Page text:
John Stuart Mill – About freedom or versus government?

As early as 1859, the famous philosopher John Stuart Mill published his book: On Freedom. In very philosophical language he explains what he considers freedom to be, especially the freedom of the individual, and why this is so important.

Freedom of the individual

According to Mill, the freedom of the individual is divided into a number of facets, which nevertheless cannot be seen separately from each other: the freedom of thought, the freedom of speech and the freedom of action. Mill considers the freedom of the individual to be of immense importance. The government must intervene as little as possible in that freedom. The freedom of the individual is of great importance for man’s self-development and well-being. Human progress means human well-being. Mill slightly adheres to the then undiscovered utilitarianism: the principle of greatest utility. Of the greatest benefit to humanity is progress, because with it they will achieve well-being. Progress and well-being are a regressum ad infinitum (a vicious circle).

The truth

According to Mill, this progress can only be achieved if the individual is completely free. The government must restrict that freedom as little as possible. Often such a restriction imposes a certain truth. There are countless examples of this in history, most of them related to religions and faith. Such a belief is then seen as truth, and no one is allowed to deviate from it. Mill thinks that is a bad thing. Not only because it hinders the progress of humanity, but also because imposing a truth offers no possibility of contradiction. Now suppose that this truth is not a truth at all, but only an error. One will only discover the truth if one is confronted about this error. Thus, imposing one truth ensures that the truer truth will never be known.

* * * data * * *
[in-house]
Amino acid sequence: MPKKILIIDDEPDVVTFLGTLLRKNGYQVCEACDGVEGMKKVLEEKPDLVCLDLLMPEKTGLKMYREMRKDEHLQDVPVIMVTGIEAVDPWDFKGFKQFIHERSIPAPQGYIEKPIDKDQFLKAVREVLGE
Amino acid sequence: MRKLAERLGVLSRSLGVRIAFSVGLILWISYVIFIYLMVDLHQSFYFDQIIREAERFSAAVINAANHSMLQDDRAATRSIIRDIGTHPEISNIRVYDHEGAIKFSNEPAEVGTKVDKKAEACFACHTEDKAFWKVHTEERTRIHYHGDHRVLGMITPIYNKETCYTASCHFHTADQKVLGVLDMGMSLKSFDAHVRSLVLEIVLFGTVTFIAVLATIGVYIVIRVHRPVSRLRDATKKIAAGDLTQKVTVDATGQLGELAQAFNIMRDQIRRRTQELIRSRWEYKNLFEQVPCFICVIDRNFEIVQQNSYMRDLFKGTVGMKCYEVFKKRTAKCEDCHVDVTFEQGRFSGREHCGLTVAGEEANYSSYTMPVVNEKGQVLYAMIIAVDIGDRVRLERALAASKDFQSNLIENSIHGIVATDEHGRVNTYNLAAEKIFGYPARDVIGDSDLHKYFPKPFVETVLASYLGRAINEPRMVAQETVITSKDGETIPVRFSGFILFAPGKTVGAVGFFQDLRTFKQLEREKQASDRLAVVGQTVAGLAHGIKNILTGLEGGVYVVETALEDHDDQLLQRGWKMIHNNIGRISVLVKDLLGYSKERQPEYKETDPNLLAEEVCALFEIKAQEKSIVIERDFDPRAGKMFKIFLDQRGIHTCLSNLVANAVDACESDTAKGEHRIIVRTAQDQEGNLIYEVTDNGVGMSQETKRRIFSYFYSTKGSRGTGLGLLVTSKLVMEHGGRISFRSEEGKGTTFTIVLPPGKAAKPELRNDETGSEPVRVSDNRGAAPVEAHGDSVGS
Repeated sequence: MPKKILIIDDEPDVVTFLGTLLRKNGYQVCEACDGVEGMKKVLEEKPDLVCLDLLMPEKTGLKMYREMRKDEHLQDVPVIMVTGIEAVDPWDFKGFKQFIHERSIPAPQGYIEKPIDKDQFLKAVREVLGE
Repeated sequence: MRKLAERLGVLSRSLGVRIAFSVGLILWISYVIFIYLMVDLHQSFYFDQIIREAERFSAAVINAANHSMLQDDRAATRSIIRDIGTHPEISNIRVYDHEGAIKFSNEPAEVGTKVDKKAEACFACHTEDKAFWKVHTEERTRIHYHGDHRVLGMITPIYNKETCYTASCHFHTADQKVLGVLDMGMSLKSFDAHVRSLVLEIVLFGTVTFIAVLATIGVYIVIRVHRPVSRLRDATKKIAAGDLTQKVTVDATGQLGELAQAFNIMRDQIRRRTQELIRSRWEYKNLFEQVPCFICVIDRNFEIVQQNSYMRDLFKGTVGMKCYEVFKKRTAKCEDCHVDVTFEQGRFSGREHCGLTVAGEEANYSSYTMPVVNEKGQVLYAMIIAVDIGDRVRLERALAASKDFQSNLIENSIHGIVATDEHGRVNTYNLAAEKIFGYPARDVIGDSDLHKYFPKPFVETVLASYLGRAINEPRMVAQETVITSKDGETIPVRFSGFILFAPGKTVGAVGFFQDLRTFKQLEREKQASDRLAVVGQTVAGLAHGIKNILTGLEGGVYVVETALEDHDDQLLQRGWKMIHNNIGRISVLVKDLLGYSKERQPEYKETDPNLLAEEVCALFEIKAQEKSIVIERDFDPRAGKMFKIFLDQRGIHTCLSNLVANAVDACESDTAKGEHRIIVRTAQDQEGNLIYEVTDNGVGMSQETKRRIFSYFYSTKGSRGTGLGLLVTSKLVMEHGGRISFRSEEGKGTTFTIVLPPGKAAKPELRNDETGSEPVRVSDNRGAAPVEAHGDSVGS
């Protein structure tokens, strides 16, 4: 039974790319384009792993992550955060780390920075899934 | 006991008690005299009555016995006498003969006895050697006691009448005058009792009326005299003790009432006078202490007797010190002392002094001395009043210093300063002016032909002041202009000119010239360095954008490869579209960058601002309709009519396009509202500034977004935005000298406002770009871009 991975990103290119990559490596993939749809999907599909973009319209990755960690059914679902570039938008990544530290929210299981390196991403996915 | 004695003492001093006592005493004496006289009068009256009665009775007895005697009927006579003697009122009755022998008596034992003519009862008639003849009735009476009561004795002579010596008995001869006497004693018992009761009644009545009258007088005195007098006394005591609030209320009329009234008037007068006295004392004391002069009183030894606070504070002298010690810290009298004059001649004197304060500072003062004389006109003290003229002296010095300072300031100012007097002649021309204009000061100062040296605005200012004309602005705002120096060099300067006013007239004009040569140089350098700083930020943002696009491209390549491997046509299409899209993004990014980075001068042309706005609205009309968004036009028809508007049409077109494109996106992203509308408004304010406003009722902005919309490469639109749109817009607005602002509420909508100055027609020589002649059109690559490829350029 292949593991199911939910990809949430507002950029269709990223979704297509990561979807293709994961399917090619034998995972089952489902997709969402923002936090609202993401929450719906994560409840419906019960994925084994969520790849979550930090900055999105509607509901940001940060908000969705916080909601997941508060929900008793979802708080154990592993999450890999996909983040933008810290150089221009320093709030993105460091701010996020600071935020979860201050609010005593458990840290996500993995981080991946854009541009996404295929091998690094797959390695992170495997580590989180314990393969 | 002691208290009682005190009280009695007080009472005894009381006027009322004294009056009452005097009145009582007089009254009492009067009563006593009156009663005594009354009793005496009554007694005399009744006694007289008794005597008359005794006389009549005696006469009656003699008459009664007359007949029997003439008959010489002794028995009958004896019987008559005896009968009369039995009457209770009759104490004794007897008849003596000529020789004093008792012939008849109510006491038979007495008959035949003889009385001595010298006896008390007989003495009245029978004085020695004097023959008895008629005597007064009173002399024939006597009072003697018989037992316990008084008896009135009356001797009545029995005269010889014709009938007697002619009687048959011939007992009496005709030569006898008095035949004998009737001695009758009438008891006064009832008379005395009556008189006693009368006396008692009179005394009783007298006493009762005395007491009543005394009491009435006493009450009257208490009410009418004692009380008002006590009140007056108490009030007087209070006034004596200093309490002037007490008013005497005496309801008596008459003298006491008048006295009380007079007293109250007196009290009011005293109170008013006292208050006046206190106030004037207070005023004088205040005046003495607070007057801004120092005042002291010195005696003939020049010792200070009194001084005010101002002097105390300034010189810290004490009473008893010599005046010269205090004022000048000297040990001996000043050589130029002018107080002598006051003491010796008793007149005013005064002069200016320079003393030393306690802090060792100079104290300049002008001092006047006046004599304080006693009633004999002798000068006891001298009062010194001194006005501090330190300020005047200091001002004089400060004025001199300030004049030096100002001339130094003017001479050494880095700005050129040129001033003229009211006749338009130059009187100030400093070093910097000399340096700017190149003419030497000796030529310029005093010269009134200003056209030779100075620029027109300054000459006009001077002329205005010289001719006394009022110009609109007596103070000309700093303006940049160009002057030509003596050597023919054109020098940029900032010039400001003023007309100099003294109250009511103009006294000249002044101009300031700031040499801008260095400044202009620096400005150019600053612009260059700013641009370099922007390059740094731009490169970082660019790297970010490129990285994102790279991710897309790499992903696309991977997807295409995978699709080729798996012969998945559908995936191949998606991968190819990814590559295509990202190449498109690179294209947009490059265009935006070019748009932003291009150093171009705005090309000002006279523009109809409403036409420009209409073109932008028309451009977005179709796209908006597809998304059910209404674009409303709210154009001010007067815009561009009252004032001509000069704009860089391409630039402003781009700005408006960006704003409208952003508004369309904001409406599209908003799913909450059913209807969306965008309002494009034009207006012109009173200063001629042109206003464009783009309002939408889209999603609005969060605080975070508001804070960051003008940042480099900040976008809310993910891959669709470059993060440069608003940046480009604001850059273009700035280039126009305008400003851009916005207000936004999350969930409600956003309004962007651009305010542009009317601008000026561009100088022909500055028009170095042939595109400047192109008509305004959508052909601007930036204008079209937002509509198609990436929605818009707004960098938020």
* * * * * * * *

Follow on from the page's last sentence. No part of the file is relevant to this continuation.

Submission to truths usually only follows from the realization that the minority fails to become the majority. Ultimately, every person wants to impose their own will and beliefs on others, even if they know that humans do this naturally and should be wary of it.

Limitations of limitations

The government should interfere as little as possible with the individual and not impose truths. It must also prevent citizens from imposing truths on each other. The rule that Mill sets for this is quite simple. All thoughts and actions are permitted to man, provided that this does not (physically) harm another person. As soon as damage occurs, the government must take punitive action (the basis of our current criminal justice system). Therefore, in his view, thinking is always free from limitation, because it is impossible for a person to physically harm someone through his thoughts. Something that could possibly lead to damage in the future is insufficient reason for restriction.

Versus Devlin

Mill is contradicted in the latter by fellow philosopher Devlin. Devlin has a more religious background than Mill, and therefore believes that you can indeed harm someone with thoughts, namely the God you adhere to. A thought of murder (is a sin) will be heard by God and disapproved. Devlin also disagrees with Mill on the fact that all action is lawful as long as it does not harm another. According to him, this rule should be made a little stricter. According to him, if the majority is disgusted by something, that is reason enough to restrict something. To put this in a recent light, for example, all fat people should be expelled from the Netherlands, or given fewer rights, if the majority are disgusted by fat people.

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